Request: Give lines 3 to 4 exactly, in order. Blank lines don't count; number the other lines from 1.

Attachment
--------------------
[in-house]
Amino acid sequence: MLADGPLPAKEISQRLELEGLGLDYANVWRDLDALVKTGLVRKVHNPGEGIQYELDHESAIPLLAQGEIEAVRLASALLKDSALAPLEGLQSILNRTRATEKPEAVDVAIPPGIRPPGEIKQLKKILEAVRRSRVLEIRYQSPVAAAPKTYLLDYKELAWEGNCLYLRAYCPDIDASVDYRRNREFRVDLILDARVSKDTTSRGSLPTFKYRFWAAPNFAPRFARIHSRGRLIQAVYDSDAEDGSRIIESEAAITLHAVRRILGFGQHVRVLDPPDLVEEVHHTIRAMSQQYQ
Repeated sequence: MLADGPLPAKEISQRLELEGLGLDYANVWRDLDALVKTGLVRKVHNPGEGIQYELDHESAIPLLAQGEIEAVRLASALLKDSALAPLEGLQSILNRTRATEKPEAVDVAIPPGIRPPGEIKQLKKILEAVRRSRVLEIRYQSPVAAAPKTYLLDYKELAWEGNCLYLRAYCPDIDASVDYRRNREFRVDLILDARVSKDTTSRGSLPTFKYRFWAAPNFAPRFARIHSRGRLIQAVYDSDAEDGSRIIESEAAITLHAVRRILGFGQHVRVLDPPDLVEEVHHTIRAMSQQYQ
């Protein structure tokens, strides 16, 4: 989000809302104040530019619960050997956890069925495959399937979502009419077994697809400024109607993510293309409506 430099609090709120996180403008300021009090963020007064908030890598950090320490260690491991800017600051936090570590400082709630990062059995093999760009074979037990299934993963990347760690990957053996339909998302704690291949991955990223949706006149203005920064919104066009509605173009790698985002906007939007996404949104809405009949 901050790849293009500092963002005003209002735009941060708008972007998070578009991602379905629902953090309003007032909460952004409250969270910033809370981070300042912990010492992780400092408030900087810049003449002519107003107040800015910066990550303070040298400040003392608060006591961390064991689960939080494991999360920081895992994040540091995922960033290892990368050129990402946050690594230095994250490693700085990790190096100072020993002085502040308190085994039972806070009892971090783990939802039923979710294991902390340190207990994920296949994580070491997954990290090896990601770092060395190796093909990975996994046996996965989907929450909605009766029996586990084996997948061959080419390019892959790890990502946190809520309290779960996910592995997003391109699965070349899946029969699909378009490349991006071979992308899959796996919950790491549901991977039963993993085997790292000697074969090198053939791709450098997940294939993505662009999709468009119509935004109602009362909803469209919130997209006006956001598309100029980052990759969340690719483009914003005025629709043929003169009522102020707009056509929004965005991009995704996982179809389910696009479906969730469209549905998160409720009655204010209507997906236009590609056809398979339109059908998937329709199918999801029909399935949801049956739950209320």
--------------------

Repeated sequence: MLADGPLPAKEISQRLELEGLGLDYANVWRDLDALVKTGLVRKVHNPGEGIQYELDHESAIPLLAQGEIEAVRLASALLKDSALAPLEGLQSILNRTRATEKPEAVDVAIPPGIRPPGEIKQLKKILEAVRRSRVLEIRYQSPVAAAPKTYLLDYKELAWEGNCLYLRAYCPDIDASVDYRRNREFRVDLILDARVSKDTTSRGSLPTFKYRFWAAPNFAPRFARIHSRGRLIQAVYDSDAEDGSRIIESEAAITLHAVRRILGFGQHVRVLDPPDLVEEVHHTIRAMSQQYQ
């Protein structure tokens, strides 16, 4: 989000809302104040530019619960050997956890069925495959399937979502009419077994697809400024109607993510293309409506 430099609090709120996180403008300021009090963020007064908030890598950090320490260690491991800017600051936090570590400082709630990062059995093999760009074979037990299934993963990347760690990957053996339909998302704690291949991955990223949706006149203005920064919104066009509605173009790698985002906007939007996404949104809405009949 901050790849293009500092963002005003209002735009941060708008972007998070578009991602379905629902953090309003007032909460952004409250969270910033809370981070300042912990010492992780400092408030900087810049003449002519107003107040800015910066990550303070040298400040003392608060006591961390064991689960939080494991999360920081895992994040540091995922960033290892990368050129990402946050690594230095994250490693700085990790190096100072020993002085502040308190085994039972806070009892971090783990939802039923979710294991902390340190207990994920296949994580070491997954990290090896990601770092060395190796093909990975996994046996996965989907929450909605009766029996586990084996997948061959080419390019892959790890990502946190809520309290779960996910592995997003391109699965070349899946029969699909378009490349991006071979992308899959796996919950790491549901991977039963993993085997790292000697074969090198053939791709450098997940294939993505662009999709468009119509935004109602009362909803469209919130997209006006956001598309100029980052990759969340690719483009914003005025629709043929003169009522102020707009056509929004965005991009995704996982179809389910696009479906969730469209549905998160409720009655204010209507997906236009590609056809398979339109059908998937329709199918999801029909399935949801049956739950209320």